# Finding a basis for the plane with the equation

I know the conditions of being a basis. The vectors in set should be linearly independent and they should span the vector space.

So while finding a basis for the equation $y = z$, it's easy to see that the $x$ is free variable and if we call it as $x = s$, $y$ and $z$ becomes $t$ for example. And the basis are $(1,0,0)$ and $(0,1,1)$

However, i could not apply the same logic to $x - 2y + 5z =0$ Is there any free variable in this equation? How can I find the basis?

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As in your first example, you have two (not one) free variable. You let $x= s$, $y = t$ in the first example and $z = t$ follow from the equation. In this example you must take $x$ but you can choose between $y$ and $z$ to be free for you.

In the second example you can take any two variables as free. Let's take $x = s$, $y = t$. The equation $x-2y+5z = 0$ gives $$z = -\frac 15 x + \frac 25y = \frac 15(2t -s)$$ So a basis is given by $(1,0, -\frac 15)^\top$, $(0,1,\frac 25)^\top$.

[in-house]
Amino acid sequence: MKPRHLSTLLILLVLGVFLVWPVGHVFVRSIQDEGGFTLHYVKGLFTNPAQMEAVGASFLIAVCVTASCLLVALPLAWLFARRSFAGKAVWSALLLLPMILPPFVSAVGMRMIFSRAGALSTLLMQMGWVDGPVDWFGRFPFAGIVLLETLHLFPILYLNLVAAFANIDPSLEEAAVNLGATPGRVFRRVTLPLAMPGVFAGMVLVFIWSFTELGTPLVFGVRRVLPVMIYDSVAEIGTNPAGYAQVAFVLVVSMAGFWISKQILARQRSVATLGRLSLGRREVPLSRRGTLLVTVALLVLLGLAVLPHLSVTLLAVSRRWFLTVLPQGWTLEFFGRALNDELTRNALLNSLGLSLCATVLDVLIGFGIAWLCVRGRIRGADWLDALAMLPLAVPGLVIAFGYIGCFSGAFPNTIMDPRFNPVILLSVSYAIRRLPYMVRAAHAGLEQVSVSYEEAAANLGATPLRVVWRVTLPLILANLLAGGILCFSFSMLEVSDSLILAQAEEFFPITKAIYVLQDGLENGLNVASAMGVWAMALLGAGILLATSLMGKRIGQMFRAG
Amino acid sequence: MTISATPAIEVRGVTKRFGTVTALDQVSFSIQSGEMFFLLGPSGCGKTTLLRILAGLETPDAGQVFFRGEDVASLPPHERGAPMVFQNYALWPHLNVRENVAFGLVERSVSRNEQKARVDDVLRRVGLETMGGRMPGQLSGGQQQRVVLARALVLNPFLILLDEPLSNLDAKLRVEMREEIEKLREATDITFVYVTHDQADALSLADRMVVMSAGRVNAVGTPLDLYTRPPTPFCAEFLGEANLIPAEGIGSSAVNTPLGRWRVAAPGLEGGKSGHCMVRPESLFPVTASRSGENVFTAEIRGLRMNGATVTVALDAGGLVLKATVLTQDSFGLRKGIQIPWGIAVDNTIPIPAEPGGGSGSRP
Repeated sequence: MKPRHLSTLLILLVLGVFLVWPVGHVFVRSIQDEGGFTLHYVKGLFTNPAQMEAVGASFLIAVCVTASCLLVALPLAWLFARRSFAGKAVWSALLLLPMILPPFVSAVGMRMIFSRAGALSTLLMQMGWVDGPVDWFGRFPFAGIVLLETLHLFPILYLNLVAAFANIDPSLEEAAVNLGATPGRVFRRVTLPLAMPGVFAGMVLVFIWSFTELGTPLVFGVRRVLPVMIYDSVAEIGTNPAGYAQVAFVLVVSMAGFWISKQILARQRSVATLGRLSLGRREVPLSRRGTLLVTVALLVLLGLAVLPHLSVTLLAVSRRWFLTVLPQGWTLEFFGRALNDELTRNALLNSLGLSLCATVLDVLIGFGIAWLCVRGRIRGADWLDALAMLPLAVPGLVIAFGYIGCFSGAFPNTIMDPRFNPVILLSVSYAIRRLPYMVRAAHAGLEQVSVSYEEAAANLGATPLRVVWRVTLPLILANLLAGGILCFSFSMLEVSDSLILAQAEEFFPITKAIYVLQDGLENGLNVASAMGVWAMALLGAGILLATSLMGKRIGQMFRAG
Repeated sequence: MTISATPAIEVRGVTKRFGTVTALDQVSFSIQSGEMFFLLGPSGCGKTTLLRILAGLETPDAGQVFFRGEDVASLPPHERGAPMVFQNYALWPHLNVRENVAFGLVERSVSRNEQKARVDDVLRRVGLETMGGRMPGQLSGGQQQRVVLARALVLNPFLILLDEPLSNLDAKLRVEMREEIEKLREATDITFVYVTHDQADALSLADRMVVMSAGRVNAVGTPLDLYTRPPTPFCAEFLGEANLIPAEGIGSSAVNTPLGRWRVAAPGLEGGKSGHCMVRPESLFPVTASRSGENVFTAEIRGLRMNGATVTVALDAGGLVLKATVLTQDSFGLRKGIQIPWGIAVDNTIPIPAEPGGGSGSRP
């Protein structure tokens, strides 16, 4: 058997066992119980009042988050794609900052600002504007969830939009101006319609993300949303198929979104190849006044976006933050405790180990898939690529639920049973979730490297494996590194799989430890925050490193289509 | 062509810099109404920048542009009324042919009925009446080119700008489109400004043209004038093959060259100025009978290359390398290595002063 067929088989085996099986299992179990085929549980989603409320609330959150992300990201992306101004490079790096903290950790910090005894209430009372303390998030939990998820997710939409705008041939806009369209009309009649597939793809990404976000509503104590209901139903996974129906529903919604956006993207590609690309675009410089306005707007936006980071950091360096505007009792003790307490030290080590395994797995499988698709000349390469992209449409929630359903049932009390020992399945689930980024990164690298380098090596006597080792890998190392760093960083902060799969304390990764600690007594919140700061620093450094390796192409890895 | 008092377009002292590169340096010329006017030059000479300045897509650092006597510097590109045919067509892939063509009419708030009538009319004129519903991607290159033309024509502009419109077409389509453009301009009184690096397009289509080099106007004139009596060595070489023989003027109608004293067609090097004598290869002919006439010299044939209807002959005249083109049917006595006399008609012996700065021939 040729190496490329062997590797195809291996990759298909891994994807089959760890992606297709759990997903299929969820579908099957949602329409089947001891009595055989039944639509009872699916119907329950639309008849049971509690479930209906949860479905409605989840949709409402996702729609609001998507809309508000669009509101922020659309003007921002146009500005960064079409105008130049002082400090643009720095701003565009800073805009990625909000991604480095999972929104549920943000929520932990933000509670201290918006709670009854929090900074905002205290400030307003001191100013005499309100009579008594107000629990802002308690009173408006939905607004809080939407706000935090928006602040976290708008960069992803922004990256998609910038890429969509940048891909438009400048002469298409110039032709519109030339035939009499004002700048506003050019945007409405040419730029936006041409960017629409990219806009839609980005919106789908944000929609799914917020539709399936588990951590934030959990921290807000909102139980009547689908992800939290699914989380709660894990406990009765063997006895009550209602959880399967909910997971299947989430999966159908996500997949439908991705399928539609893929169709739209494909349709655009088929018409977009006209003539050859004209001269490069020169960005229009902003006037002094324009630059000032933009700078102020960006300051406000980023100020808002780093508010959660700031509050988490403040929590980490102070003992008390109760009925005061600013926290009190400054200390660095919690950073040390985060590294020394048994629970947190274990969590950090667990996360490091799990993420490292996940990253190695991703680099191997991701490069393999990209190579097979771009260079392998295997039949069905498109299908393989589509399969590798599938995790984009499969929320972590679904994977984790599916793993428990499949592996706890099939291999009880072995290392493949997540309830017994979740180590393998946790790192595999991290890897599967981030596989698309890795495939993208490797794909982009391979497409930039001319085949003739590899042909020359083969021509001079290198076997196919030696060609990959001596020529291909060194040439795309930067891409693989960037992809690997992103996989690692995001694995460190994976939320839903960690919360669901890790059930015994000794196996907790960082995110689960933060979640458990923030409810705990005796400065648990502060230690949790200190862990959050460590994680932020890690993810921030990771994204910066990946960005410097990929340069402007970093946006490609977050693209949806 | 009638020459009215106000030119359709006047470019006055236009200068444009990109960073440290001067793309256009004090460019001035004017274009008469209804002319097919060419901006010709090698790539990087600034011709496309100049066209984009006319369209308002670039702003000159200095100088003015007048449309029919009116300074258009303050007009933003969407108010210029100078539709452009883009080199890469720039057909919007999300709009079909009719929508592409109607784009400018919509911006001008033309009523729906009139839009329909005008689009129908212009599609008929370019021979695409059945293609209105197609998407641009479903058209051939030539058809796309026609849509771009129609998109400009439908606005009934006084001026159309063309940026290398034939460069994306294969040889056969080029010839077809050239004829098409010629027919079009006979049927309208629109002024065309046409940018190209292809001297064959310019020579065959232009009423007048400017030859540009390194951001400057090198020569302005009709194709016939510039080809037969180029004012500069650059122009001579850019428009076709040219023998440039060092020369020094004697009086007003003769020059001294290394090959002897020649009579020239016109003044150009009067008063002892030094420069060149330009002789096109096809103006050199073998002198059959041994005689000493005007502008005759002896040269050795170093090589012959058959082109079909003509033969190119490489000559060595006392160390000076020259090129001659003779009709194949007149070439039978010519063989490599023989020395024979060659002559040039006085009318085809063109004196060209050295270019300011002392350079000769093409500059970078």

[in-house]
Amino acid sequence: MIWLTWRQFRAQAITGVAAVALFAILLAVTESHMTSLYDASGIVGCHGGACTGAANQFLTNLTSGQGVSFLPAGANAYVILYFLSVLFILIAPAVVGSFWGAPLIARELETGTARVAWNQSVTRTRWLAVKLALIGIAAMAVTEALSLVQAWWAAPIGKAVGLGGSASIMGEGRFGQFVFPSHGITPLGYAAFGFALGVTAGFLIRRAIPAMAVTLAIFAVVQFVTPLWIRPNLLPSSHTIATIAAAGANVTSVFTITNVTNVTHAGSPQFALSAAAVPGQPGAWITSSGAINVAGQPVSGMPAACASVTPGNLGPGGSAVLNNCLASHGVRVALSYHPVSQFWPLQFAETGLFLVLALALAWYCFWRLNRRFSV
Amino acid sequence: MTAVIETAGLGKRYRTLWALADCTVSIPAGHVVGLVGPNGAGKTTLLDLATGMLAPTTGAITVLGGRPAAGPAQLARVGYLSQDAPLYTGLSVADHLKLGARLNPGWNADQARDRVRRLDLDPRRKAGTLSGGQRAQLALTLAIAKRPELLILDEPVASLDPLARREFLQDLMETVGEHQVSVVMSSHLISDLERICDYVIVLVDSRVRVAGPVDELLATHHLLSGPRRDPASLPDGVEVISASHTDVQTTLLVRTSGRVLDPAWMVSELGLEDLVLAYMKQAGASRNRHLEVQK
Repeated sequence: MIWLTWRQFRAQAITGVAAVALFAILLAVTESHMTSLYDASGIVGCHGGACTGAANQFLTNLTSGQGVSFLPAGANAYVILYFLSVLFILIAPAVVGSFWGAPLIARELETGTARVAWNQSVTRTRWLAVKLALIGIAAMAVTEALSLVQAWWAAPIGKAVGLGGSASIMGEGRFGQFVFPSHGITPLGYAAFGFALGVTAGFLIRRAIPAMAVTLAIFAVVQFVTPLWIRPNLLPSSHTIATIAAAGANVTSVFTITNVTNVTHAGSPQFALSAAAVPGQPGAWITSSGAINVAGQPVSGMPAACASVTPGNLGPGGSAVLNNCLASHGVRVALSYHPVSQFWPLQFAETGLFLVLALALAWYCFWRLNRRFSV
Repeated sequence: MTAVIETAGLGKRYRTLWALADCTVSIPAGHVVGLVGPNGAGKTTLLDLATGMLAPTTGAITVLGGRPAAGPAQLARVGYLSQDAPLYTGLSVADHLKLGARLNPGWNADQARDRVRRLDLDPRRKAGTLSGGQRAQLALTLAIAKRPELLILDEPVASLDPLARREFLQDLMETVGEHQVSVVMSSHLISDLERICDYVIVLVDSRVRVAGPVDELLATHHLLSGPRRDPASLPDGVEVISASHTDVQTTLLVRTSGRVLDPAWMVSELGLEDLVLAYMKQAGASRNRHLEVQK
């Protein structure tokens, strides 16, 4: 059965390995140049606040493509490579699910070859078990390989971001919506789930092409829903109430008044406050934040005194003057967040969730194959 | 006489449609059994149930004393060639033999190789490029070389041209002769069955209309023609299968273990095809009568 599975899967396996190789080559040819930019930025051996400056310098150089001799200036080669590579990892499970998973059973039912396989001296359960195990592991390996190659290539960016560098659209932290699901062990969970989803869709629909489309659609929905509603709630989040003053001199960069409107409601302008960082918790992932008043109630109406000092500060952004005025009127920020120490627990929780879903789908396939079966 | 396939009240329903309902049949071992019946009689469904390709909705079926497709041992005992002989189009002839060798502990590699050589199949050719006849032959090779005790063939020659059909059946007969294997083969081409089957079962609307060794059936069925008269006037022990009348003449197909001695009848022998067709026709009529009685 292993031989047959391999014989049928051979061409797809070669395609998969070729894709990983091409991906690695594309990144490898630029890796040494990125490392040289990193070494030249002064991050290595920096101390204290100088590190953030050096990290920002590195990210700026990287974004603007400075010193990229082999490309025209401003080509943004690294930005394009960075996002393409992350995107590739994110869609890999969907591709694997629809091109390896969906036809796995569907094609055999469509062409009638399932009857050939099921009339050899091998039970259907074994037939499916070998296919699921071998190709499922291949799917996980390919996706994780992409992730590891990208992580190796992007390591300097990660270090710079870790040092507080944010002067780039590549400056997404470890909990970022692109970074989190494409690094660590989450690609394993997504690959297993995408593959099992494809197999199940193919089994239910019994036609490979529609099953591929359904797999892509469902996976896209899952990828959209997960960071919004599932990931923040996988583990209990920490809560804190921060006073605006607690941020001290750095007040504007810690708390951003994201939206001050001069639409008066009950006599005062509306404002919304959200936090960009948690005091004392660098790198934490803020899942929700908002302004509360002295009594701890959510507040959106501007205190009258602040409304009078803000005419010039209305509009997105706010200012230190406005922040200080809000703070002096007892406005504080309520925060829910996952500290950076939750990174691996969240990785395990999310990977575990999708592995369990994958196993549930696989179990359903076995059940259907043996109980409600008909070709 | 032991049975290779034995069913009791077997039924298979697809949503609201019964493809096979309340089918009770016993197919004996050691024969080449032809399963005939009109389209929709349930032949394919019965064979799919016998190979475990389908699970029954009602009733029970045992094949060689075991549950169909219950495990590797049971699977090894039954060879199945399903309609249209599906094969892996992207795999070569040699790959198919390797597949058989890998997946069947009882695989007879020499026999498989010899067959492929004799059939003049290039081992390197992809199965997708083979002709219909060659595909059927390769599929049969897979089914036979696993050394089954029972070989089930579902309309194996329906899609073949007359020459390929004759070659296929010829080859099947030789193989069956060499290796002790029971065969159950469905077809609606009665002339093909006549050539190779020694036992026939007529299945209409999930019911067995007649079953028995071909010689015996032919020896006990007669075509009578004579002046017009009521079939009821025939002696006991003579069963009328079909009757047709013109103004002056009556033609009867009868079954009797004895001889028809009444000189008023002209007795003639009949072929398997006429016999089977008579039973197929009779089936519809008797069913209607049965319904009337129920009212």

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Oh thanks but the given basis is not your answer. – Yigit Can Dec 5 '12 at 21:22
Which given basis? – martini Dec 5 '12 at 21:23
i mean in the key – Yigit Can Dec 5 '12 at 21:23
What key? I don't unterstand? – martini Dec 5 '12 at 21:24
@martini The OP probably meant his/her solution manual. – user1551 Dec 6 '12 at 4:02

When you have the equation of a plane as $ax+by+cz=0$, the vector $(a,b,c)$ is perpendicular to the plane. So you simply need to find one vector contained in the plane by inspection, e.g. $(2,1,0)$, then get the second one as the cross product of the first vector with the perpendicular vector, i.e. $(2,1,0) \times (1, -2, 5) = (5, -10, -5)$.

So the pair of vectors $(2,1,0)$ and $(1, -2,-1)$ form not only a basis, but an orthogonal one, of your plane.

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